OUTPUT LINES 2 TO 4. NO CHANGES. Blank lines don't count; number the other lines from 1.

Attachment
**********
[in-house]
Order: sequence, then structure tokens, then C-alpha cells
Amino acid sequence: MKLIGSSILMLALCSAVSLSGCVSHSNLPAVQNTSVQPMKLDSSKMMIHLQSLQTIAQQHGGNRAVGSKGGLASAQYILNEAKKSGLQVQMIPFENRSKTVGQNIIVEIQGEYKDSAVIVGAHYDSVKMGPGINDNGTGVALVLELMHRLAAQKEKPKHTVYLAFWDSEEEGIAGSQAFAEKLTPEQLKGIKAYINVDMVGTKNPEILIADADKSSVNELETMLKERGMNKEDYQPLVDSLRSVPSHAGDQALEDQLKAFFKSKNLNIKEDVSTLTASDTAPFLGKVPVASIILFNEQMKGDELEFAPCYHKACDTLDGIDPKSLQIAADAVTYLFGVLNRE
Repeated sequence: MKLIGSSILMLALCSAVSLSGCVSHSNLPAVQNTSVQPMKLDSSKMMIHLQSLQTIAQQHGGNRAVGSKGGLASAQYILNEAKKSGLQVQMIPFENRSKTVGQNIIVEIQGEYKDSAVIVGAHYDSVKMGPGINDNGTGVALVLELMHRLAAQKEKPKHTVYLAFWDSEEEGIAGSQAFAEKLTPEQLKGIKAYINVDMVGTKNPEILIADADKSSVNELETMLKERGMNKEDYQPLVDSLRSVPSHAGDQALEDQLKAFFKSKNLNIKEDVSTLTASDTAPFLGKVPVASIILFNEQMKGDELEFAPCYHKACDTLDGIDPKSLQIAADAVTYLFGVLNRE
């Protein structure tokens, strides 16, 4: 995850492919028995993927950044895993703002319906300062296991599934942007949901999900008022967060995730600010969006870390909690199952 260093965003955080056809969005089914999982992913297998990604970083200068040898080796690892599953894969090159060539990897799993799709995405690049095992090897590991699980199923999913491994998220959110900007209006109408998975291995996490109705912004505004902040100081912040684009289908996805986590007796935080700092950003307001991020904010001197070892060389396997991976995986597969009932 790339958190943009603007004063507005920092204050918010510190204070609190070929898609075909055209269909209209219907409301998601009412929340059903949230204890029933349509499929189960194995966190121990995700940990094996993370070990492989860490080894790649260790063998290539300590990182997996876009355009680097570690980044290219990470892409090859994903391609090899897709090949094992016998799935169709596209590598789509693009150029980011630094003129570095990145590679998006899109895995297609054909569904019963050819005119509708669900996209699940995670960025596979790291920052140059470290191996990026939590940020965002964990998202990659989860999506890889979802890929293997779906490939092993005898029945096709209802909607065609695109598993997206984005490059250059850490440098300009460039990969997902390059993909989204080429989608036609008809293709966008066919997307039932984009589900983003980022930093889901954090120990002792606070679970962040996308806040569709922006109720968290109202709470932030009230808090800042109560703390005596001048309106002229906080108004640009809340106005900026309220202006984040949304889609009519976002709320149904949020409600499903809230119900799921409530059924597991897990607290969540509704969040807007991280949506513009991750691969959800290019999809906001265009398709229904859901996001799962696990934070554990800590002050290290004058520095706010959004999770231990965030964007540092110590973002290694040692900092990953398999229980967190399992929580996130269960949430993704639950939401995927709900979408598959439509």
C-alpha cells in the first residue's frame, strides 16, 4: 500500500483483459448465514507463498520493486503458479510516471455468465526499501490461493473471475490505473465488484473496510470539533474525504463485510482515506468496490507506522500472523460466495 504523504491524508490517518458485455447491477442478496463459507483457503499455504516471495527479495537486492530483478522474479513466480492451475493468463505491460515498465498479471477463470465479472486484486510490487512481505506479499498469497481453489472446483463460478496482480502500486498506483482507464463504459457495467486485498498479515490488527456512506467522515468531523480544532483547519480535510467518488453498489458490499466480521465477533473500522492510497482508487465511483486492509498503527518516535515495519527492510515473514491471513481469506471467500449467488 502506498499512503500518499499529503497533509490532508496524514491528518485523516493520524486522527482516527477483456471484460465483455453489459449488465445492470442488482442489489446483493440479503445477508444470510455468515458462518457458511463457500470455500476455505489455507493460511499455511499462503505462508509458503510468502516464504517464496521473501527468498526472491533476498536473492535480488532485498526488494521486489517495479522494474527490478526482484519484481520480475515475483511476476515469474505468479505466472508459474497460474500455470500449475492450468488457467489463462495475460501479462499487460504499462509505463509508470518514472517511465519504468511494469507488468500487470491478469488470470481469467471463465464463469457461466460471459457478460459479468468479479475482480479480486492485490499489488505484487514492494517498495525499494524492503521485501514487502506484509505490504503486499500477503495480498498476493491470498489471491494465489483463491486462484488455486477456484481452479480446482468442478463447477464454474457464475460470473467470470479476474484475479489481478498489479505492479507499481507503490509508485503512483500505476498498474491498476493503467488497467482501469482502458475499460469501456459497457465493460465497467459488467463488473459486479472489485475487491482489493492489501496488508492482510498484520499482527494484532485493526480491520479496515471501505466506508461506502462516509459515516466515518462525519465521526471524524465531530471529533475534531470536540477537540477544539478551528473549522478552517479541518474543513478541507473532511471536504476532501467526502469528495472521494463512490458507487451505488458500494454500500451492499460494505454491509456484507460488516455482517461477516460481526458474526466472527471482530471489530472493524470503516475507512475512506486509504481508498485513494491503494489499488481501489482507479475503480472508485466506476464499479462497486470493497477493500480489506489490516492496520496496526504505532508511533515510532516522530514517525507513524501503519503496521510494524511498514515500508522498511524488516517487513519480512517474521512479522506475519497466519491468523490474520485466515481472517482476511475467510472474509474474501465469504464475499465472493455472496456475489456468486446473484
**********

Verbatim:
Order: sequence, then structure tokens, then C-alpha cells
Amino acid sequence: MKLIGSSILMLALCSAVSLSGCVSHSNLPAVQNTSVQPMKLDSSKMMIHLQSLQTIAQQHGGNRAVGSKGGLASAQYILNEAKKSGLQVQMIPFENRSKTVGQNIIVEIQGEYKDSAVIVGAHYDSVKMGPGINDNGTGVALVLELMHRLAAQKEKPKHTVYLAFWDSEEEGIAGSQAFAEKLTPEQLKGIKAYINVDMVGTKNPEILIADADKSSVNELETMLKERGMNKEDYQPLVDSLRSVPSHAGDQALEDQLKAFFKSKNLNIKEDVSTLTASDTAPFLGKVPVASIILFNEQMKGDELEFAPCYHKACDTLDGIDPKSLQIAADAVTYLFGVLNRE
Repeated sequence: MKLIGSSILMLALCSAVSLSGCVSHSNLPAVQNTSVQPMKLDSSKMMIHLQSLQTIAQQHGGNRAVGSKGGLASAQYILNEAKKSGLQVQMIPFENRSKTVGQNIIVEIQGEYKDSAVIVGAHYDSVKMGPGINDNGTGVALVLELMHRLAAQKEKPKHTVYLAFWDSEEEGIAGSQAFAEKLTPEQLKGIKAYINVDMVGTKNPEILIADADKSSVNELETMLKERGMNKEDYQPLVDSLRSVPSHAGDQALEDQLKAFFKSKNLNIKEDVSTLTASDTAPFLGKVPVASIILFNEQMKGDELEFAPCYHKACDTLDGIDPKSLQIAADAVTYLFGVLNRE